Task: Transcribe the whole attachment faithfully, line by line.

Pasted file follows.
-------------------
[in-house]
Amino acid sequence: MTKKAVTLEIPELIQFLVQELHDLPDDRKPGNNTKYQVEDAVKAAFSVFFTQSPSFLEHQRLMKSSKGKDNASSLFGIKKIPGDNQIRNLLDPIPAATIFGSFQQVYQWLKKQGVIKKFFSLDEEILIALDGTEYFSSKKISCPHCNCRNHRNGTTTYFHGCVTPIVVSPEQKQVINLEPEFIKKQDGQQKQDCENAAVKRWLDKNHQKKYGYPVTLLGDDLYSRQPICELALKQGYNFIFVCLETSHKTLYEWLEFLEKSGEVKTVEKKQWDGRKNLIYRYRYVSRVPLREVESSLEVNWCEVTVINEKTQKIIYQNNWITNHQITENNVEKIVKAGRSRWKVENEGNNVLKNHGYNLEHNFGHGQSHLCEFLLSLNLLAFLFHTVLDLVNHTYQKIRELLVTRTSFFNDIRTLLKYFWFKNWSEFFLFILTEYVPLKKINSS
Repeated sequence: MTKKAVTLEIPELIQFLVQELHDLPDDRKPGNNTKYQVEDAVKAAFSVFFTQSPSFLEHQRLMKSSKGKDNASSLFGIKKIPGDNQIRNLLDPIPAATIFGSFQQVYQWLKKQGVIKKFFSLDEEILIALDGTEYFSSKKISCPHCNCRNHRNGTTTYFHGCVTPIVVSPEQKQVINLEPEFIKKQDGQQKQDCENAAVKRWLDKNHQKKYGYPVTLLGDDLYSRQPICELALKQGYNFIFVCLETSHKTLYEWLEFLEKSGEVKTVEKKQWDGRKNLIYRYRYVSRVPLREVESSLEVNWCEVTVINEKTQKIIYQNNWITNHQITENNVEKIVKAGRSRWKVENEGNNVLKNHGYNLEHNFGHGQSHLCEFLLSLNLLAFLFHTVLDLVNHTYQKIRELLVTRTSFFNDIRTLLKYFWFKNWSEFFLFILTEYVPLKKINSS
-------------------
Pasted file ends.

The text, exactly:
[in-house]
Amino acid sequence: MTKKAVTLEIPELIQFLVQELHDLPDDRKPGNNTKYQVEDAVKAAFSVFFTQSPSFLEHQRLMKSSKGKDNASSLFGIKKIPGDNQIRNLLDPIPAATIFGSFQQVYQWLKKQGVIKKFFSLDEEILIALDGTEYFSSKKISCPHCNCRNHRNGTTTYFHGCVTPIVVSPEQKQVINLEPEFIKKQDGQQKQDCENAAVKRWLDKNHQKKYGYPVTLLGDDLYSRQPICELALKQGYNFIFVCLETSHKTLYEWLEFLEKSGEVKTVEKKQWDGRKNLIYRYRYVSRVPLREVESSLEVNWCEVTVINEKTQKIIYQNNWITNHQITENNVEKIVKAGRSRWKVENEGNNVLKNHGYNLEHNFGHGQSHLCEFLLSLNLLAFLFHTVLDLVNHTYQKIRELLVTRTSFFNDIRTLLKYFWFKNWSEFFLFILTEYVPLKKINSS
Repeated sequence: MTKKAVTLEIPELIQFLVQELHDLPDDRKPGNNTKYQVEDAVKAAFSVFFTQSPSFLEHQRLMKSSKGKDNASSLFGIKKIPGDNQIRNLLDPIPAATIFGSFQQVYQWLKKQGVIKKFFSLDEEILIALDGTEYFSSKKISCPHCNCRNHRNGTTTYFHGCVTPIVVSPEQKQVINLEPEFIKKQDGQQKQDCENAAVKRWLDKNHQKKYGYPVTLLGDDLYSRQPICELALKQGYNFIFVCLETSHKTLYEWLEFLEKSGEVKTVEKKQWDGRKNLIYRYRYVSRVPLREVESSLEVNWCEVTVINEKTQKIIYQNNWITNHQITENNVEKIVKAGRSRWKVENEGNNVLKNHGYNLEHNFGHGQSHLCEFLLSLNLLAFLFHTVLDLVNHTYQKIRELLVTRTSFFNDIRTLLKYFWFKNWSEFFLFILTEYVPLKKINSS